The destabilising effects of patient choice: law, policy, politics and the paradox of complementary alternative medicine in the NHS
MetadataShow full item record
Despite the unproven effectiveness of many practices under the umbrella term ‘complementary alternative medicine’ (CAM) there is considerable public demand for, but only limited provision of, CAM within the English National Health Service (NHS). This thesis examines whether government support for patient treatment choice creates a bigger space for CAM within the NHS. It argues that policy-makers use choice both as policy initiative and as rhetorical device where the reference to choice ranges from liberal choice to consumer choice. At the same time treatment choice and personalised healthcare are politically justified by relying on the traditional NHS values of equity and universality and on the notion of patient responsibilisation. The different meanings claimed for choice in the political domain are mirrored by the perceptions of patient choice in tort law and in public law (including its European Union dimension). However, the legal analysis shows that English domestic law will not generally uphold the NHS patient’s claim to a specific treatment. The thesis suggests that private and public law litigation by patients to enforce their demands against a doctor or health authority not only functions as a dispute resolution mechanism but also exerts unsettling effects on healthcare institutions and practices. Although these effects are unlikely to be intended by the litigants they in turn support policy-makers’ use of choice as a lever for change and reform. The thesis concludes that the government patient choice policy ought to be viewed as a strategy to destabilise and to encourage change within the NHS and its entrenched institutions and may have the unintended consequence of the emergence of a greater role for CAM. This finding coincides with the theme in government healthcare policy of patient responsibilisation also promoted by CAM’s emphasis on self-care and self-management.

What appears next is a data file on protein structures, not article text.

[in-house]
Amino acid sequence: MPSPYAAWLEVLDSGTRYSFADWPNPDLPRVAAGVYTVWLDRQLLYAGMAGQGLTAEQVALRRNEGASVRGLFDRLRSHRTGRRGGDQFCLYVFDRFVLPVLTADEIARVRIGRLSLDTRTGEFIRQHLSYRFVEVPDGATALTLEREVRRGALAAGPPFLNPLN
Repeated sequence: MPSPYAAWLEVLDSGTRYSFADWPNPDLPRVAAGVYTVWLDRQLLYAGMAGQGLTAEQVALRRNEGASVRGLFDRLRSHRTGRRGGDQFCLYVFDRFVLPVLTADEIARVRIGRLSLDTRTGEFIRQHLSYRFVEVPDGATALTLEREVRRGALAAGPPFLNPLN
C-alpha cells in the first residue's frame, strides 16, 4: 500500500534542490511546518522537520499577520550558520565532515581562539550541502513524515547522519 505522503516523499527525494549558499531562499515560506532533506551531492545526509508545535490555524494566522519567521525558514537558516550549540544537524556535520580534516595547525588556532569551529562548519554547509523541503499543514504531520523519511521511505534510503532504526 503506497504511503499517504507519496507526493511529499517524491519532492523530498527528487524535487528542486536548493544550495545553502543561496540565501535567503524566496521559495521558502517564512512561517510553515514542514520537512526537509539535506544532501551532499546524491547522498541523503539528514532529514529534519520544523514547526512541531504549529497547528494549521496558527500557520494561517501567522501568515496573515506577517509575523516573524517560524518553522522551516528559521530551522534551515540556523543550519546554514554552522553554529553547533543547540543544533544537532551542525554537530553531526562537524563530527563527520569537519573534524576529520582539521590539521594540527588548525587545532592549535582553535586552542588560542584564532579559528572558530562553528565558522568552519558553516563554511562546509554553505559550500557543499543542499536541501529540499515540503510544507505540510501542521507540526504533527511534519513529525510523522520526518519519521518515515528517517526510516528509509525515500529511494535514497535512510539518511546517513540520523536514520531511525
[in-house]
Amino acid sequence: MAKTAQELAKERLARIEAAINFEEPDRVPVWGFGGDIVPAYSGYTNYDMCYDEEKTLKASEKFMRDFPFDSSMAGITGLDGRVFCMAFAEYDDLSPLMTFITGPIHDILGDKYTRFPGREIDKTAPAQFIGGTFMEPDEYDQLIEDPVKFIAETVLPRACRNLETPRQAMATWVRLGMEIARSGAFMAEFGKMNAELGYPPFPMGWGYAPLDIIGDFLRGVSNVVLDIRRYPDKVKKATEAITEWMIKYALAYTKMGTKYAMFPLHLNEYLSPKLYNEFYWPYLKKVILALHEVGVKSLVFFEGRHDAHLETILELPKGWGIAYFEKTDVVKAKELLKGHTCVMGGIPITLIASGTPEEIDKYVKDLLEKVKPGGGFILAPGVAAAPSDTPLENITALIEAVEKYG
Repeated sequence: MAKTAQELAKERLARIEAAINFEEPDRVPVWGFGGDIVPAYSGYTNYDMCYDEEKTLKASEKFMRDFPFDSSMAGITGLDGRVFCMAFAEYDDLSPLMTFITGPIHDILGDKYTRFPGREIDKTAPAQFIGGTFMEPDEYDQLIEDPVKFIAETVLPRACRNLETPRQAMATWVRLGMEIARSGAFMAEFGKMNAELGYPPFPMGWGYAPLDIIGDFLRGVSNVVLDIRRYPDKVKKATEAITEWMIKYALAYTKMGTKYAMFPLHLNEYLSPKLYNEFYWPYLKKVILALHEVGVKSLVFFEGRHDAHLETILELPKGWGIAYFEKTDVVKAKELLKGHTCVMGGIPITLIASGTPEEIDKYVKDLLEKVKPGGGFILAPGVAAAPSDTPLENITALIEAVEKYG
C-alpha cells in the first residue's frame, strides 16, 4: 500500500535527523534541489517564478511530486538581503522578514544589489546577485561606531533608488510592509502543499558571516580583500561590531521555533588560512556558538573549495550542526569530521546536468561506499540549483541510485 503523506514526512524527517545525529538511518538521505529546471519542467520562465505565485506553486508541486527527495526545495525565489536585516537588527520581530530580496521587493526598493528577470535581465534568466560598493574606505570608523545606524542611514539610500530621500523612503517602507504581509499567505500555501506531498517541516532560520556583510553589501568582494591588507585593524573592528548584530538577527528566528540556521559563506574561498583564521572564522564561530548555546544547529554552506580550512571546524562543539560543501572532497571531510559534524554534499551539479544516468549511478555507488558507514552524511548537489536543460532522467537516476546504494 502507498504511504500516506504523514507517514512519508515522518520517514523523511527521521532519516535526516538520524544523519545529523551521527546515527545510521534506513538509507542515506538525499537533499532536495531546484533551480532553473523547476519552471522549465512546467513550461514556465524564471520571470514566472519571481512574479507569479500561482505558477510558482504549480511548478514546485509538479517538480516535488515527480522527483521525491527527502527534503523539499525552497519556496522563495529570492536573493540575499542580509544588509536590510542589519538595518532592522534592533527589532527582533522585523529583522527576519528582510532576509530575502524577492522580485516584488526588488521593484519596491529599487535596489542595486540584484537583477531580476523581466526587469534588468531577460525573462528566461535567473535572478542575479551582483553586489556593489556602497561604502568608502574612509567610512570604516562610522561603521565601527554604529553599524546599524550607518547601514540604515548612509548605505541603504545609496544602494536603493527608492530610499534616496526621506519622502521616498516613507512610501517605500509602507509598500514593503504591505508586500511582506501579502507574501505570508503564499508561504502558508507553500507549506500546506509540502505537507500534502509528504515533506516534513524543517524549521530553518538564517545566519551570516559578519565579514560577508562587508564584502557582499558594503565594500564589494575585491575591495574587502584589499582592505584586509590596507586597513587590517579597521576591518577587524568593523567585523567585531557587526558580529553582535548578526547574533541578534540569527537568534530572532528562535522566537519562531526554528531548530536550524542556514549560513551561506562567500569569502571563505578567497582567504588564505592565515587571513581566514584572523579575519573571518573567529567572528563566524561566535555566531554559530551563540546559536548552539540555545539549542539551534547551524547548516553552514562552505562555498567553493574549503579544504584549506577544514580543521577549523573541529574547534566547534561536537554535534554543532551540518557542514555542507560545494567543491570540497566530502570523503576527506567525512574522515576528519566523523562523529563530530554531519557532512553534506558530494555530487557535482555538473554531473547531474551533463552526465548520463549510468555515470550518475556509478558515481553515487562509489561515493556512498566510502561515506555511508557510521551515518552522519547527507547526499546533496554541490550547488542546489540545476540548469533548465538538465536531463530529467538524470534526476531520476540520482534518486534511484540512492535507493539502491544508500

AuthorsSheppard, Maria Kreszentia
- Theses